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Dec 01 2005

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Why do insurers overlook the advantages of extranets?

Reading Silicon.com today, I was struck by a leader article: Insurers must account for disaster recovery, which argues that insurers fail to reward those businesses which take a responsible attitude to data back-up and security.

Apparently, when it comes to insuring businesses with multimillion-pound liabilities, insurers often pay little or no regard to where and how companies back up their data. "And given we are now in an information-based society where companies are often worth little more than the sum of their intellectual property and mission critical data, this seems a shocking oversight."

I think this is an opportunity for extranet providers, particularly those providing construction collaboration technologies to project teams. Should the offices of a project team member be devastated by a terrorist attack or natural disaster, it is likely that much of its data and paper storage systems will be severaly damaged or destroyed. However, any employees engaged on a project managed using an extranet will be able to continue to work and will – if necessary – be able to re-create a record of their inputs to and interactions with the central repository. Moreover, from an insurers’ perspective, there might be a slightly lower pay-out to cover business interuption in respect of that project.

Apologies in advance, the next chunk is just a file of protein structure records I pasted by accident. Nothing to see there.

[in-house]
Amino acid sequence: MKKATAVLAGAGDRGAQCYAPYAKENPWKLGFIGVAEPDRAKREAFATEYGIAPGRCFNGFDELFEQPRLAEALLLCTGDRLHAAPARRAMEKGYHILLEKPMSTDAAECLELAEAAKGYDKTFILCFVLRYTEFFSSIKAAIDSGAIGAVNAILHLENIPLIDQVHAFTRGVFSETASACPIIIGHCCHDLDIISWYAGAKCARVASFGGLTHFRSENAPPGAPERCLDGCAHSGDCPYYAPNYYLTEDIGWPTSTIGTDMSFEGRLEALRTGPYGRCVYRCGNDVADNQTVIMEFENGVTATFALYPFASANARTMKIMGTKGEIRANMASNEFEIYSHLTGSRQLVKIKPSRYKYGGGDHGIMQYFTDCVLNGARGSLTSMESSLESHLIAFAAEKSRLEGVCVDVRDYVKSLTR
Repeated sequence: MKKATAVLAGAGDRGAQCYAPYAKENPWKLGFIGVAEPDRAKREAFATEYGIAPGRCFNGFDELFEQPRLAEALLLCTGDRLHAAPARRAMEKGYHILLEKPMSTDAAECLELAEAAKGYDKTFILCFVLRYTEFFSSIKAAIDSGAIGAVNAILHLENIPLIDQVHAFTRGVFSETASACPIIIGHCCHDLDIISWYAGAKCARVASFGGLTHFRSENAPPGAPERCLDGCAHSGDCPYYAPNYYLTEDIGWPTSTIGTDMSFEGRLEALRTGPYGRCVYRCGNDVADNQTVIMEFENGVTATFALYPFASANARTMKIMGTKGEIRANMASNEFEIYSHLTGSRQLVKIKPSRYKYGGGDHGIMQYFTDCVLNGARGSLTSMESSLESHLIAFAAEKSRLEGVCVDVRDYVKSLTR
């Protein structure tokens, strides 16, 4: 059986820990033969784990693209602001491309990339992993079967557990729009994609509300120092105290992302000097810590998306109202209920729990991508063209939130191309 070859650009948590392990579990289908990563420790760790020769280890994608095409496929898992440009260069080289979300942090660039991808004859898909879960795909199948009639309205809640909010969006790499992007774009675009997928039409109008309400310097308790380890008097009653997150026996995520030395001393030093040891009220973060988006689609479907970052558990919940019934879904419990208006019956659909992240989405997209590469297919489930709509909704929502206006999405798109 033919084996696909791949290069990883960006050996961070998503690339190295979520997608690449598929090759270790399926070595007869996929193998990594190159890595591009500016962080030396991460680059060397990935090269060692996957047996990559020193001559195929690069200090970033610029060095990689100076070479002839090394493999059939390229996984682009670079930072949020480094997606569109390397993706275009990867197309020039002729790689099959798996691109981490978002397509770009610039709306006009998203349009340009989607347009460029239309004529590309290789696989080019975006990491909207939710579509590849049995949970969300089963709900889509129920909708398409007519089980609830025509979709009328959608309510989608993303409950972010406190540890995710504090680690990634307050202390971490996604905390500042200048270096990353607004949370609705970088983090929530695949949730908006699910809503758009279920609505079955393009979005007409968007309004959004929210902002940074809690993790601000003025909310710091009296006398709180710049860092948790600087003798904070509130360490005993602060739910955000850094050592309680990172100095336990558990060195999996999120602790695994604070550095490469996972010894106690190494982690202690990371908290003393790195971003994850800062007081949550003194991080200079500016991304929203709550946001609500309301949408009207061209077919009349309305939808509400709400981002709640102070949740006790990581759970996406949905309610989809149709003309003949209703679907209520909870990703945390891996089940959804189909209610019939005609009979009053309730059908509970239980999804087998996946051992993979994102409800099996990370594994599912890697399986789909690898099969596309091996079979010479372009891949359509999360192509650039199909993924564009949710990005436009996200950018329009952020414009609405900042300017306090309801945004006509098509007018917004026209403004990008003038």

However, the opportunity extends even when there has been no catastrophe. Project team members engaged in a typical UK construction project normally have to take out a plethora of insurances – professional indemnity insurance (PII) cover being one of the most notable. This will normally require each project team member to maintain a detailed archive of all its inputs to a project for a period of time (15 years is typical) just in case there is a future insurance claim. Traditionally, such archives involved substantial numbers of paper-based files, but the collaboration vendors are now able to offer electronic archives of all of a firm’s inputs to a project stored on a portable hard-drive storage device along with tools to help users search, access and view the data. Such archives are immediately easier to back-up and store in multiple locations. Yet I haven’t heard of any insurer offering lower premiums to project team members who take such a responsible approach to limiting their future liabilities.

Permanent link to this article: http://extranetevolution.com/2005/12/reading_silicon/

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